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Review: The Coastal Cohorts Bring a Carolina Breeze to the Big Apple

The Coastal Cohorts

By Megan Wrappe, Contributing Writer, May 22, 2018

Many say that New York City is the greatest city in the world, and for some maybe it is. But if you haven’t traveled below the Mason-Dixon line, you may not know what you’re missing. As someone who grew up smack dab in the middle of North Carolina, I grew up eating biscuits and grits, saying phrases like “bless your heart,” and taking summer trips to the beach. My recent evening spent with The Coastal Cohorts and their performance of King Mackerel & the Blues Are Running: Songs & Stories of the Carolina Coast at the West Bank Cafe’s Laurie Beechman Theatre brought me right back to my childhood.

Listening to the bluegrass sounds of this show felt like opening a window to let a summer breeze blow in. The Coastal Cohorts is comprised of three friends who have known each other since college days — Don Dixon, Bland Simpson and Jim Wann — and they’ve been writing and performing together ever since. The original production of King Mackerel was performed in the 1980s and has traveled all around North Carolina, Virginia, Martha’s Vineyard, a successful summer run at the Kennedy Center in Washington D.C., and to New York City, where it has played over 50 performances over the last 30 years.

The plot for the show is fairly simple: three friends relaying incidents of their childhood and adult trips to the Carolina coast. They regale us with stories of meeting Miss Maddie Jewell who rings her famous dinner bell at The Corncake Inlet Inn — and you better be there on time, otherwise, you won’t eat! Another story of one of them spending the summer with Georgia Rose who changed their way of thinking about the world, and then during one hurricane season, the three of them threw an infamous hurricane party, complete with food and beer to ride out the storm.

King Mackerel is actually more “concert” than musical, but that was just fine with me. Listening to the Cohorts croon away transported me to feeling like I was in a bar back in the Carolinas. It was endearing to see how well the three men work together. Knowing that they’ve been together for more than 30 years, you could pick out the moments where they were “acting” and those moments of seeing them relating through the bonds of true friendship. When they were watching a particularly moving black and white reel of coastal hurricanes, Dixon put his hand on Wann’s shoulder, who patted it and smiled. That is something that can’t be faked, no matter how hard you try.

The stories left me laughing so hard I was crying, reminding me of the storytelling tradition I was introduced to in college. In North Carolina, storytelling is an actual profession, with performers regularly invited to speak at festivals; the stories in King Mackerel felt along the same lines. My favorite was definitely “Rushing the Season,” involving a man trying to fish before the opening of the official season one year. First, taking his boat out, only to have his rod fall in, and when he tried to dive for it, he stripped all of his clothes off in the water. When he tried to get back in the boat, he fell on his fishing tackle box, leaving him covered in hooks stuck in his stomach. As he put on the bottom half of his diving suit to keep warm, he remembered that his house and car keys were at the bottom of the lake in his pants pocket, so when he finally got his boat to shore, he had to hot wire his car to get home. That story has been told hundreds of times by now, but there wasn’t a single person who didn’t laugh at it, or at many of the other stories the trio told.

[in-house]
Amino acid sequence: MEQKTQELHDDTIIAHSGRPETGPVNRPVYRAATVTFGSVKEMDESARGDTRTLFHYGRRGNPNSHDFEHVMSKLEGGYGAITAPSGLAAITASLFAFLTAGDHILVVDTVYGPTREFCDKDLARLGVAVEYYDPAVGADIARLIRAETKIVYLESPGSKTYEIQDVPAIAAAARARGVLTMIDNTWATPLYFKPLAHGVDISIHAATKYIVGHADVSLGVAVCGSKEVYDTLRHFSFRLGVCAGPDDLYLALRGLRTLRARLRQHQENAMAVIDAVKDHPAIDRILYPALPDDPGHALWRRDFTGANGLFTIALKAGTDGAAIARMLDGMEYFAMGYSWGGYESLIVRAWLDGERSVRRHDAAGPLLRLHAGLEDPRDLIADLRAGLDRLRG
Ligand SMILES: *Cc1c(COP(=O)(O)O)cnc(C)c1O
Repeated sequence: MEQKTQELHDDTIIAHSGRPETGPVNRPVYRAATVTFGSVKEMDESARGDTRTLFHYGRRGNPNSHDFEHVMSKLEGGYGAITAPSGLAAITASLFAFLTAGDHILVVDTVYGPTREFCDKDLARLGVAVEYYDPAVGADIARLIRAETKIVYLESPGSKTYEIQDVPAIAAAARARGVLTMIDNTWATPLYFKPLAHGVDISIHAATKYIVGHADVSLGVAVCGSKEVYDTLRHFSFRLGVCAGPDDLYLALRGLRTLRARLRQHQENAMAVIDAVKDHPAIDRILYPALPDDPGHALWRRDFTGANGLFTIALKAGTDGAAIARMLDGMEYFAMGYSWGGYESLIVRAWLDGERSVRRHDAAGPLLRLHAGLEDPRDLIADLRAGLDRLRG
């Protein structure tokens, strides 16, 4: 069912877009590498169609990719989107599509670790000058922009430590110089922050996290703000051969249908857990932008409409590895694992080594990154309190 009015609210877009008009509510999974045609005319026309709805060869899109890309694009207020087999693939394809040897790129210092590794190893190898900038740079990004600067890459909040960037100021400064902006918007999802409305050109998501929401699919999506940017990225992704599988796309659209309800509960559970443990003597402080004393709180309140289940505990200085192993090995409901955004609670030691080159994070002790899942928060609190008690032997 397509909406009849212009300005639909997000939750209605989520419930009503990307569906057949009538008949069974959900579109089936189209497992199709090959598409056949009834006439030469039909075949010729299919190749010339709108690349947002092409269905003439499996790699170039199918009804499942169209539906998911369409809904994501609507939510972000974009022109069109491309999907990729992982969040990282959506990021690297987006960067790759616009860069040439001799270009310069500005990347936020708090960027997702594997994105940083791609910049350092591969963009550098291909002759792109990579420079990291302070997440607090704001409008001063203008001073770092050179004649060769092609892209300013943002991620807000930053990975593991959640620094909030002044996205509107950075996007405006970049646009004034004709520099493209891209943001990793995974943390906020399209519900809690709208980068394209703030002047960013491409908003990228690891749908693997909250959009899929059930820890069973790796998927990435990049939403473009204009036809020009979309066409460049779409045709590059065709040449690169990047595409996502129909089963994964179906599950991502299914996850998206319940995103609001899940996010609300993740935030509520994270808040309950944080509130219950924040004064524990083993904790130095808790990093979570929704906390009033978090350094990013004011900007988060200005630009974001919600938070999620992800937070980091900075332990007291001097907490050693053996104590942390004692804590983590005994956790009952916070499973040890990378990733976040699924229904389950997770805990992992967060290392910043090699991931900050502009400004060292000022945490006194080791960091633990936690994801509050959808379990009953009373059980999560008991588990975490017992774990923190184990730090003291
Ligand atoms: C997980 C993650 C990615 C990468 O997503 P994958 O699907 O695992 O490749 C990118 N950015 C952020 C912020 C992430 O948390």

One aspect about King Mackerel I wasn’t expecting was its almost cult following. At the performance I attended there were several tables of people singing every single word to every single song. I don’t know if the Cohorts shipped everyone up from North Carolina to New York just for this show, but I could tell there were many who had seen these performers numerous times before. I loved the fact that even after 30 years, people are still coming to see this homegrown show outside the borders of the Carolinas.


The Coastal Cohorts (l. to r.) Bland Simpson, Jim Wann, and Don Dixon; courtesy of the artists.

The Coastal Cohorts (l. to r.) Bland Simpson, Jim Wann, and Don Dixon; courtesy of the artists.


King Mackerel & The Blues Are Running: Songs & Stories of the Carolina Coast at the West Bank Cafe / Laurie Beechman Theatre, 407 West 42nd Street, on May 18-19, 2018. Written and composed by Don Dixon, Bland Simpson, and Jim Wann. Produced by The Coastal Cohorts; associate producer: Cary Bland Simpson. Directed by Kenny Bell; sound and lighting technician: Frances Ines; featuring the Coastal Cohorts: Don Dixon, Bland Simpson, and Jim Wann.

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Cover: The Coastal Cohorts: (l. to r.) Don Dixon, Bland Simpson and Jim Wann; courtesy of the artists.


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